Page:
“It is not clear what the final decision planned for this month will say, but efforts made by the government so far to meet the imposed conditions of the EU seem rather insufficient,” Pisey warns.
Despite Hun Sen’s attempts to position himself as the unfaltering muscleman of Cambodia, his downplaying of the impact of EBA withdrawal is not echoed throughout the government, as Chheng observes.
He points to the MEF’s claim that they collected $6 billion in tax revenue over the course of 2019, up from some $4.7 billion in 2018.
“I don’t know whether that statistic is accurately recorded and reported or if it’s because of some political motivation, perhaps the government trying to tell the people not to worry and that we’ll be okay,” says Chheng, adding that at local levels, there are many politicians scared their tax revenue will be severely impacted by EBA withdrawal.
Chheng also warns that though EBA withdrawal may seem like an effective tool in the EU’s arsenal to force the government to bring human, labour and political rights into alignment with international standards, it will further push Cambodia into the arms of other superpowers – namely China – but also major trading partners such as Japan or South Korea.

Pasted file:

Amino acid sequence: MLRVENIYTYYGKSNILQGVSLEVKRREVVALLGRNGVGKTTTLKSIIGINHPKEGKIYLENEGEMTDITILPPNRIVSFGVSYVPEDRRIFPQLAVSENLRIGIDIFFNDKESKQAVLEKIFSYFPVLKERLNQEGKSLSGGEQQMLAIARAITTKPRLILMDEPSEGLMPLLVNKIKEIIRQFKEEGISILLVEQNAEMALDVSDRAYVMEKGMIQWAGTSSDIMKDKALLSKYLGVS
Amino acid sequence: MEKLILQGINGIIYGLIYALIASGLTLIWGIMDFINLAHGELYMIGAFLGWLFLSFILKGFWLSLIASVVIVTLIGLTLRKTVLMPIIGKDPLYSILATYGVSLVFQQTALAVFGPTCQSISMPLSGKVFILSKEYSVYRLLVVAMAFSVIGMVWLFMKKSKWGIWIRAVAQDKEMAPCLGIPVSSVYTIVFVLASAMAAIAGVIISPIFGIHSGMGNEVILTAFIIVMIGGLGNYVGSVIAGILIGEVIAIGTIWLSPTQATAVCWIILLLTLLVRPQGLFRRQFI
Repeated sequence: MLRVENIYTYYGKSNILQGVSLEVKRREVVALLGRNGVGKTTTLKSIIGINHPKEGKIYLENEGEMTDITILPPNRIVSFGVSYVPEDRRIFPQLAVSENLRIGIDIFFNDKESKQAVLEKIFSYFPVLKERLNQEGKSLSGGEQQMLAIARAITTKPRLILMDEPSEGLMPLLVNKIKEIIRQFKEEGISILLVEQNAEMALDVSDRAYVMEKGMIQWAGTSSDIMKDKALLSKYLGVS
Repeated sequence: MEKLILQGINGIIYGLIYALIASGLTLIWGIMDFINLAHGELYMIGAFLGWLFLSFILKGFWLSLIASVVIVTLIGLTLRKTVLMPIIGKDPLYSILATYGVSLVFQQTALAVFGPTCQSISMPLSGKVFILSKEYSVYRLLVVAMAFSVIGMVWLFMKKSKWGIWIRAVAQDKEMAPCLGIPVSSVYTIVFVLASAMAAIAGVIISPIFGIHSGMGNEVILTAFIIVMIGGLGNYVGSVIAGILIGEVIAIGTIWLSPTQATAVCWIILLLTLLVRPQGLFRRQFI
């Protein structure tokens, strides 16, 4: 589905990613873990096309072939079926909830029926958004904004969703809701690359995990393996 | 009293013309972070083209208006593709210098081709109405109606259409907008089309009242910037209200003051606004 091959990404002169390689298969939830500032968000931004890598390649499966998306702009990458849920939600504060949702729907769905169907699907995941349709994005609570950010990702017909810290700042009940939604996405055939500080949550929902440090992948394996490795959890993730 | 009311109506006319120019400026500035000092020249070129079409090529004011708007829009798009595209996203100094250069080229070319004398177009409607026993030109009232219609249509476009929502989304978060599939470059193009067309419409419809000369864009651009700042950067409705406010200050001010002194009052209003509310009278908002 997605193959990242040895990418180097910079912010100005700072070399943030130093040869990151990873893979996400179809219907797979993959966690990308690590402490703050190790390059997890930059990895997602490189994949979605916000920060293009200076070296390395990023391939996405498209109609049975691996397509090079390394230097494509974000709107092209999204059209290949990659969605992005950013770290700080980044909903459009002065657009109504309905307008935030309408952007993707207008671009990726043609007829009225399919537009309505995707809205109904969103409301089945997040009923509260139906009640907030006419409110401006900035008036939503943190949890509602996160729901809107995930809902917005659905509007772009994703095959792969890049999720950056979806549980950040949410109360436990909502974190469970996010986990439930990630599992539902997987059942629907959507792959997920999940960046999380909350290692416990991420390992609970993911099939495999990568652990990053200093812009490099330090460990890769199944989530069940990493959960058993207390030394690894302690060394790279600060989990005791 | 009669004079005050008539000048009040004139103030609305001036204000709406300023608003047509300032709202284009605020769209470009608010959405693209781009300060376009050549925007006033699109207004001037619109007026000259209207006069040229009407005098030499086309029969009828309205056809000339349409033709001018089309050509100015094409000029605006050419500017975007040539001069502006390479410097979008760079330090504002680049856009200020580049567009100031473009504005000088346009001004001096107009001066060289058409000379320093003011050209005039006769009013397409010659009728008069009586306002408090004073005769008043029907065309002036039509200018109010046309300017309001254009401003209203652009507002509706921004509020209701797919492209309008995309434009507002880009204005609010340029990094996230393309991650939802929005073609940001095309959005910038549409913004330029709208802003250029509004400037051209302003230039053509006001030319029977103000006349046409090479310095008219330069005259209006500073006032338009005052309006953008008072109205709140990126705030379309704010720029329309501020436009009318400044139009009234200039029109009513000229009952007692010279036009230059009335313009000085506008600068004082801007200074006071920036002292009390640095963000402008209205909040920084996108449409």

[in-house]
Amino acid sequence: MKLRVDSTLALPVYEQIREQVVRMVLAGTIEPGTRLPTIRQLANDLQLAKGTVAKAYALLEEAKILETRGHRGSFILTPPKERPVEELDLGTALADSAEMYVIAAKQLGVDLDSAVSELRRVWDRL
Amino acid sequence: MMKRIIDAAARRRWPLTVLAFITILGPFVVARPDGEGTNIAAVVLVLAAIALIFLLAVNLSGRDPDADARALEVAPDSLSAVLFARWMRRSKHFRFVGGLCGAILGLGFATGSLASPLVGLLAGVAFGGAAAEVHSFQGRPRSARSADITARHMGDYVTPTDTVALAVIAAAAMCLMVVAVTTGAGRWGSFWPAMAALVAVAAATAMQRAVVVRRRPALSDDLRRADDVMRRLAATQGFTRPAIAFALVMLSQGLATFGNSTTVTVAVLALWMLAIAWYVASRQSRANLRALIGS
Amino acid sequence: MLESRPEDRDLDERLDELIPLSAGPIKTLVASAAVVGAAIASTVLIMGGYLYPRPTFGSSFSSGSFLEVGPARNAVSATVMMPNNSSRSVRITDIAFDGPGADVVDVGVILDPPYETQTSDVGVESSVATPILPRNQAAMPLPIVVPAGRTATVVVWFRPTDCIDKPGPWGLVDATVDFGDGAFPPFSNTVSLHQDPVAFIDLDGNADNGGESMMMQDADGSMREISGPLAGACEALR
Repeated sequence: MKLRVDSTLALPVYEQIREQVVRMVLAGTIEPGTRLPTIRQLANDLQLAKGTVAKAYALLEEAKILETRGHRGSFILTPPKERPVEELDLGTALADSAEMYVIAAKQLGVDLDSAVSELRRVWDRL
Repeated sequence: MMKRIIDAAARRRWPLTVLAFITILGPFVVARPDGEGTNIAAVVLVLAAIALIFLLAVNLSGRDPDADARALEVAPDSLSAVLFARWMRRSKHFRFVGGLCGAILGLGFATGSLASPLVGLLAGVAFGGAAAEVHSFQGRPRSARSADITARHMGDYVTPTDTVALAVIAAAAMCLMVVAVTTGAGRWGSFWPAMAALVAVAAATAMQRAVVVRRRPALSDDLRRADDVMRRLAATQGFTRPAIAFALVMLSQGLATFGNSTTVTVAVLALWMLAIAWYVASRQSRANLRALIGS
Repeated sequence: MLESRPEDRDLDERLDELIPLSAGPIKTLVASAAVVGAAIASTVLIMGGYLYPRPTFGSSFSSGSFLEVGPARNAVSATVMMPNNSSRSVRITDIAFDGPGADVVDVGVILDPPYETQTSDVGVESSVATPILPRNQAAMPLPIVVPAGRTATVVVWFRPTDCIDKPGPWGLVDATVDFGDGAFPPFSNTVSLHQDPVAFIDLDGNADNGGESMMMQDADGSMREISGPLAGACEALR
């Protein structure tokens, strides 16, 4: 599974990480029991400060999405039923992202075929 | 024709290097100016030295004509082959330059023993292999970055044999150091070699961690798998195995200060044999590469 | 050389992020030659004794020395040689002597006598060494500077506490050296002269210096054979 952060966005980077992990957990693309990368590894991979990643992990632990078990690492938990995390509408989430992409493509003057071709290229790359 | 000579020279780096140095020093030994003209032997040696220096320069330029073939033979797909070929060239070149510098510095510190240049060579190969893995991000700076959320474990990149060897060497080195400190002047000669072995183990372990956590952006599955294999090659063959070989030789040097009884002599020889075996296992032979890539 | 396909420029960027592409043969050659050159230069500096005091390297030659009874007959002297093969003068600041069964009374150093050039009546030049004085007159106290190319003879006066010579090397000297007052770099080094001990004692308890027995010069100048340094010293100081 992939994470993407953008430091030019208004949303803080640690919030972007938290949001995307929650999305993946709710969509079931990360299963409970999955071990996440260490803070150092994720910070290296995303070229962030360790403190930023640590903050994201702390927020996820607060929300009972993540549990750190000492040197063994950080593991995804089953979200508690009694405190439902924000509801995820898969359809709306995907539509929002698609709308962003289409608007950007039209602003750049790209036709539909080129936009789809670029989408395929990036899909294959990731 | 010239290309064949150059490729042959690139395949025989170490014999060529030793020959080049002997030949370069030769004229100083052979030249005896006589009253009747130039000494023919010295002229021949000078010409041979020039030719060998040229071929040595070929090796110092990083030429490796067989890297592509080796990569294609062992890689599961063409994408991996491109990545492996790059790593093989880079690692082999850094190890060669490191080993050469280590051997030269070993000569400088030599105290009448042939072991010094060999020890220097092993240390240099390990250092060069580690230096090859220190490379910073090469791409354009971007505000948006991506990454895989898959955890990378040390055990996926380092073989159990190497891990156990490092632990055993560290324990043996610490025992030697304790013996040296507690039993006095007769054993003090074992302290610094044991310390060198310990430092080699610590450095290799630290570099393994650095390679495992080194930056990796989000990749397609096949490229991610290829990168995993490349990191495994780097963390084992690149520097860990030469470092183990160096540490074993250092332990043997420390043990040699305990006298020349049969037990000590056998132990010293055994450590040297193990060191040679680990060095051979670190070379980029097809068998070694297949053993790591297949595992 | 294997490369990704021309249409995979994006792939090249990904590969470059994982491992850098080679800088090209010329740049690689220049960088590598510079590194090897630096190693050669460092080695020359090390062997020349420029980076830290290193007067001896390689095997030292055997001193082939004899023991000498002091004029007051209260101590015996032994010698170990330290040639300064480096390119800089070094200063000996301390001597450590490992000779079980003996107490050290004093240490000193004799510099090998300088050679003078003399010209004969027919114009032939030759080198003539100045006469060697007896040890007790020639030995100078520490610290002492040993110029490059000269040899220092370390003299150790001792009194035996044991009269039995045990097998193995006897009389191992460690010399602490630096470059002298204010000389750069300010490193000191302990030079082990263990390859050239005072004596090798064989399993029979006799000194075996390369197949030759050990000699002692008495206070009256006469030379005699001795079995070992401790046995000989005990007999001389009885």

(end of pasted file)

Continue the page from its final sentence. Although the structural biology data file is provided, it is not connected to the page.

But it doesn’t have to be this way, he argues. There is a middle-ground that enables the EU to retain their influence over Cambodia’s deteriorating democracy while similarly giving Hun Sen enough cause for concern to seriously consider the EU’s demands and save workers from destitution.
“The best way is to find a common ground where no-one will lose face. For the EU, once they’ve launched the formal process of withdrawing EBA, it’s a legal process, it’s a very strong process so the EU doesn’t want to lose face … neither they or the Cambodian leadership want to lose face,” he says.
Chheng notes that some 7200 products are guaranteed duty and quota-free under EBA, and the EU could tactically remove a number of products from that protected list.
I think the government will just say the EU has become useless – ‘no more, we don’t need more from the EU’ and it will be easy for them to blame failures on them rather than the pastKimlong Chheng, Asian Vision Institute
“So maybe out of the 7200, the EU removes say 3000, but spares a few of the bigger export items, this would be much better. The government would feel that it is a threat,” he argues.
This Chheng contrasts to the prospect of a total withdrawal, which all analysts consulted deem unlikely, but would likely serve as a stick for the Cambodian government to beat the EU with should it materialise.
“I think the government will just say the EU has become useless – ‘no more, we don’t need more from the EU’ and it will be easy for them to blame failures on them rather than the past,” he says.
But whatever the result on February 12, the relationship between the EU and Cambodia looks set to become ever more strained as Hun Sen prepares to show the world just how much he will sacrifice to retain his extractive grip on the Kingdom.
But, ultimately, will it end up being the average Cambodian who suffers the EU’s wrath?